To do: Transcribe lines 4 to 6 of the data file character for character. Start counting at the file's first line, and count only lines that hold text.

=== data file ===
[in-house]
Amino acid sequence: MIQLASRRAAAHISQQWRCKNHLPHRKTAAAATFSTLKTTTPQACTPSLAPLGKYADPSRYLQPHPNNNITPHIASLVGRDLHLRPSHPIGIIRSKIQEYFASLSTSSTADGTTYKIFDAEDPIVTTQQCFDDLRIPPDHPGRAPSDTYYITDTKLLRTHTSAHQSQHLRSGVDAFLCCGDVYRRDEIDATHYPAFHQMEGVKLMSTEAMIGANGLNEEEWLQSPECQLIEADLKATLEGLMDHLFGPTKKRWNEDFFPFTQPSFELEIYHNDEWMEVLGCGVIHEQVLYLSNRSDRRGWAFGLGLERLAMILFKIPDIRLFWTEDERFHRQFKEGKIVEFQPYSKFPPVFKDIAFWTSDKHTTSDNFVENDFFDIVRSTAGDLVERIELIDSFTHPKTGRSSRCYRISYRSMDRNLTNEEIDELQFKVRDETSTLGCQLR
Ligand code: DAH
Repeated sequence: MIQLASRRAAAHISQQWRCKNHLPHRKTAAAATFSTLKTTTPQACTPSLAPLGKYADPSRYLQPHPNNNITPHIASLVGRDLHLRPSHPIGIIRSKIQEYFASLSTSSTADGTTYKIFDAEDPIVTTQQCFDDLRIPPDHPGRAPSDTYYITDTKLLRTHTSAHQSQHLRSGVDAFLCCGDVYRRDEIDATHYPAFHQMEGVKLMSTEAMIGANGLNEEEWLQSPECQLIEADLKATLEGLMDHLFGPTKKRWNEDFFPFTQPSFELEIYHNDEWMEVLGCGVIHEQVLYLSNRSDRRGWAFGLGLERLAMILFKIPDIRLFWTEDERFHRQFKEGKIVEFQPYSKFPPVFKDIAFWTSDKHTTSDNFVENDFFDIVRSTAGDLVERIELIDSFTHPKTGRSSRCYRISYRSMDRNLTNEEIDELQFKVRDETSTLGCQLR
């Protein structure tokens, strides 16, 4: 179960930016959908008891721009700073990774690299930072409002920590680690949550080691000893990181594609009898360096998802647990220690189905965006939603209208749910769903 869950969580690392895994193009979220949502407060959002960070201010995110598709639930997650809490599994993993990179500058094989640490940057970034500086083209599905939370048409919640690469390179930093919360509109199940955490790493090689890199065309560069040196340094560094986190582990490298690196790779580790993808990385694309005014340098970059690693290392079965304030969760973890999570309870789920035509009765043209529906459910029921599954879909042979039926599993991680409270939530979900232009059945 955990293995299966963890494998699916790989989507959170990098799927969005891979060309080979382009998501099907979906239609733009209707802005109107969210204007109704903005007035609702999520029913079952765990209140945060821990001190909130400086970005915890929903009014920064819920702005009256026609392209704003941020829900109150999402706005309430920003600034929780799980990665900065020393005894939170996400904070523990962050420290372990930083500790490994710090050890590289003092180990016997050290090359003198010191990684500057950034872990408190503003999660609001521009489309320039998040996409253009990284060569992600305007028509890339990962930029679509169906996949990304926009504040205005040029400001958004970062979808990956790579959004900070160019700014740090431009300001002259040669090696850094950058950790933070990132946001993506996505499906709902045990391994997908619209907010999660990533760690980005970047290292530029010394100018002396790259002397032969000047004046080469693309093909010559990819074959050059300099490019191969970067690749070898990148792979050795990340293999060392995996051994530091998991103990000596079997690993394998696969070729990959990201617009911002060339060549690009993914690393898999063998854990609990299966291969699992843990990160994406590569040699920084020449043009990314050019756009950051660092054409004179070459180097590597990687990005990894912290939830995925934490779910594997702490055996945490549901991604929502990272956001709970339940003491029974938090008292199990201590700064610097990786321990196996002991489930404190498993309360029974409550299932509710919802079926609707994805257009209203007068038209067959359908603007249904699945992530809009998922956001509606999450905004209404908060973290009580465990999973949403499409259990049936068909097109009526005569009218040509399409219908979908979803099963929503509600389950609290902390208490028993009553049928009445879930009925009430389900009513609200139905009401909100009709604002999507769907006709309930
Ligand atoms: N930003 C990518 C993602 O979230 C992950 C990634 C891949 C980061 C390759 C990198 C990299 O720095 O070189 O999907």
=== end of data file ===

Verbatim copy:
Repeated sequence: MIQLASRRAAAHISQQWRCKNHLPHRKTAAAATFSTLKTTTPQACTPSLAPLGKYADPSRYLQPHPNNNITPHIASLVGRDLHLRPSHPIGIIRSKIQEYFASLSTSSTADGTTYKIFDAEDPIVTTQQCFDDLRIPPDHPGRAPSDTYYITDTKLLRTHTSAHQSQHLRSGVDAFLCCGDVYRRDEIDATHYPAFHQMEGVKLMSTEAMIGANGLNEEEWLQSPECQLIEADLKATLEGLMDHLFGPTKKRWNEDFFPFTQPSFELEIYHNDEWMEVLGCGVIHEQVLYLSNRSDRRGWAFGLGLERLAMILFKIPDIRLFWTEDERFHRQFKEGKIVEFQPYSKFPPVFKDIAFWTSDKHTTSDNFVENDFFDIVRSTAGDLVERIELIDSFTHPKTGRSSRCYRISYRSMDRNLTNEEIDELQFKVRDETSTLGCQLR
């Protein structure tokens, strides 16, 4: 179960930016959908008891721009700073990774690299930072409002920590680690949550080691000893990181594609009898360096998802647990220690189905965006939603209208749910769903 869950969580690392895994193009979220949502407060959002960070201010995110598709639930997650809490599994993993990179500058094989640490940057970034500086083209599905939370048409919640690469390179930093919360509109199940955490790493090689890199065309560069040196340094560094986190582990490298690196790779580790993808990385694309005014340098970059690693290392079965304030969760973890999570309870789920035509009765043209529906459910029921599954879909042979039926599993991680409270939530979900232009059945 955990293995299966963890494998699916790989989507959170990098799927969005891979060309080979382009998501099907979906239609733009209707802005109107969210204007109704903005007035609702999520029913079952765990209140945060821990001190909130400086970005915890929903009014920064819920702005009256026609392209704003941020829900109150999402706005309430920003600034929780799980990665900065020393005894939170996400904070523990962050420290372990930083500790490994710090050890590289003092180990016997050290090359003198010191990684500057950034872990408190503003999660609001521009489309320039998040996409253009990284060569992600305007028509890339990962930029679509169906996949990304926009504040205005040029400001958004970062979808990956790579959004900070160019700014740090431009300001002259040669090696850094950058950790933070990132946001993506996505499906709902045990391994997908619209907010999660990533760690980005970047290292530029010394100018002396790259002397032969000047004046080469693309093909010559990819074959050059300099490019191969970067690749070898990148792979050795990340293999060392995996051994530091998991103990000596079997690993394998696969070729990959990201617009911002060339060549690009993914690393898999063998854990609990299966291969699992843990990160994406590569040699920084020449043009990314050019756009950051660092054409004179070459180097590597990687990005990894912290939830995925934490779910594997702490055996945490549901991604929502990272956001709970339940003491029974938090008292199990201590700064610097990786321990196996002991489930404190498993309360029974409550299932509710919802079926609707994805257009209203007068038209067959359908603007249904699945992530809009998922956001509606999450905004209404908060973290009580465990999973949403499409259990049936068909097109009526005569009218040509399409219908979908979803099963929503509600389950609290902390208490028993009553049928009445879930009925009430389900009513609200139905009401909100009709604002999507769907006709309930
Ligand atoms: N930003 C990518 C993602 O979230 C992950 C990634 C891949 C980061 C390759 C990198 C990299 O720095 O070189 O999907």